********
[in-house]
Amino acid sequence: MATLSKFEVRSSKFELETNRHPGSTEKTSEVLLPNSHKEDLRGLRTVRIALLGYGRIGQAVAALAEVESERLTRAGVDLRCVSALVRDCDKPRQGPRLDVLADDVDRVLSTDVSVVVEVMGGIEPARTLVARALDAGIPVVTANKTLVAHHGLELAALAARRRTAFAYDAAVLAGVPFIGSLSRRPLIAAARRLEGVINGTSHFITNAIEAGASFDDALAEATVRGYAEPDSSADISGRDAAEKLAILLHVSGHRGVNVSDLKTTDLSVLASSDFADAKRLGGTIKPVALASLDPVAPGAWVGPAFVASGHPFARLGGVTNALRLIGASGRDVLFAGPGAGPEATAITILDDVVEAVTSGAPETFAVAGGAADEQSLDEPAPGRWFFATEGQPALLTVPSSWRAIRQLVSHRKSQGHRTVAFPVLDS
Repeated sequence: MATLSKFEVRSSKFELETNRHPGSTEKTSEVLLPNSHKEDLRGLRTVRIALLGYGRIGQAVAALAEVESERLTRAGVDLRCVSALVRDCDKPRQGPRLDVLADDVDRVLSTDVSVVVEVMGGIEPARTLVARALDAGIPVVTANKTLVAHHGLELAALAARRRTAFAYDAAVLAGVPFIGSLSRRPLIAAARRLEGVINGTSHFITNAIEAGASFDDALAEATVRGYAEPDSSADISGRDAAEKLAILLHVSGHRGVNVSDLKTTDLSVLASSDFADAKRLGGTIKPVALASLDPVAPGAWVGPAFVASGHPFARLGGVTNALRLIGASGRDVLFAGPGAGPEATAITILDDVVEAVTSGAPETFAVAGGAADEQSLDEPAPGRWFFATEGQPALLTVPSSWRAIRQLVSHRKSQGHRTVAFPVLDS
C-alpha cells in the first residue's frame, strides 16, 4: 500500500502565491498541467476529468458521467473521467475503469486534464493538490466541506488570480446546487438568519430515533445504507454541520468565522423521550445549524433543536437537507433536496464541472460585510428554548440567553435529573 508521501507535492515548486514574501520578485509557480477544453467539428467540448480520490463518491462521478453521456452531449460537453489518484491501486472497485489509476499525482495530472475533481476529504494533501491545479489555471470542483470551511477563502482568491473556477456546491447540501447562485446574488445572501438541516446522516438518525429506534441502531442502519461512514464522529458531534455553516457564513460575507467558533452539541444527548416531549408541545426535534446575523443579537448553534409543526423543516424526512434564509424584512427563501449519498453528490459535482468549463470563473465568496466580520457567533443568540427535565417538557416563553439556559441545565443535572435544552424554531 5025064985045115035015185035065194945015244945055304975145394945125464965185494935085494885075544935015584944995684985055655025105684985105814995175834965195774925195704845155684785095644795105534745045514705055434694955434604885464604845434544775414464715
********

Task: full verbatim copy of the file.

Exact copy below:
[in-house]
Amino acid sequence: MATLSKFEVRSSKFELETNRHPGSTEKTSEVLLPNSHKEDLRGLRTVRIALLGYGRIGQAVAALAEVESERLTRAGVDLRCVSALVRDCDKPRQGPRLDVLADDVDRVLSTDVSVVVEVMGGIEPARTLVARALDAGIPVVTANKTLVAHHGLELAALAARRRTAFAYDAAVLAGVPFIGSLSRRPLIAAARRLEGVINGTSHFITNAIEAGASFDDALAEATVRGYAEPDSSADISGRDAAEKLAILLHVSGHRGVNVSDLKTTDLSVLASSDFADAKRLGGTIKPVALASLDPVAPGAWVGPAFVASGHPFARLGGVTNALRLIGASGRDVLFAGPGAGPEATAITILDDVVEAVTSGAPETFAVAGGAADEQSLDEPAPGRWFFATEGQPALLTVPSSWRAIRQLVSHRKSQGHRTVAFPVLDS
Repeated sequence: MATLSKFEVRSSKFELETNRHPGSTEKTSEVLLPNSHKEDLRGLRTVRIALLGYGRIGQAVAALAEVESERLTRAGVDLRCVSALVRDCDKPRQGPRLDVLADDVDRVLSTDVSVVVEVMGGIEPARTLVARALDAGIPVVTANKTLVAHHGLELAALAARRRTAFAYDAAVLAGVPFIGSLSRRPLIAAARRLEGVINGTSHFITNAIEAGASFDDALAEATVRGYAEPDSSADISGRDAAEKLAILLHVSGHRGVNVSDLKTTDLSVLASSDFADAKRLGGTIKPVALASLDPVAPGAWVGPAFVASGHPFARLGGVTNALRLIGASGRDVLFAGPGAGPEATAITILDDVVEAVTSGAPETFAVAGGAADEQSLDEPAPGRWFFATEGQPALLTVPSSWRAIRQLVSHRKSQGHRTVAFPVLDS
C-alpha cells in the first residue's frame, strides 16, 4: 500500500502565491498541467476529468458521467473521467475503469486534464493538490466541506488570480446546487438568519430515533445504507454541520468565522423521550445549524433543536437537507433536496464541472460585510428554548440567553435529573 508521501507535492515548486514574501520578485509557480477544453467539428467540448480520490463518491462521478453521456452531449460537453489518484491501486472497485489509476499525482495530472475533481476529504494533501491545479489555471470542483470551511477563502482568491473556477456546491447540501447562485446574488445572501438541516446522516438518525429506534441502531442502519461512514464522529458531534455553516457564513460575507467558533452539541444527548416531549408541545426535534446575523443579537448553534409543526423543516424526512434564509424584512427563501449519498453528490459535482468549463470563473465568496466580520457567533443568540427535565417538557416563553439556559441545565443535572435544552424554531 5025064985045115035015185035065194945015244945055304975145394945125464965185494935085494885075544935015584944995684985055655025105684985105814995175834965195774925195704845155684785095644795105534745045514705055434694955434604885464604845434544775414464715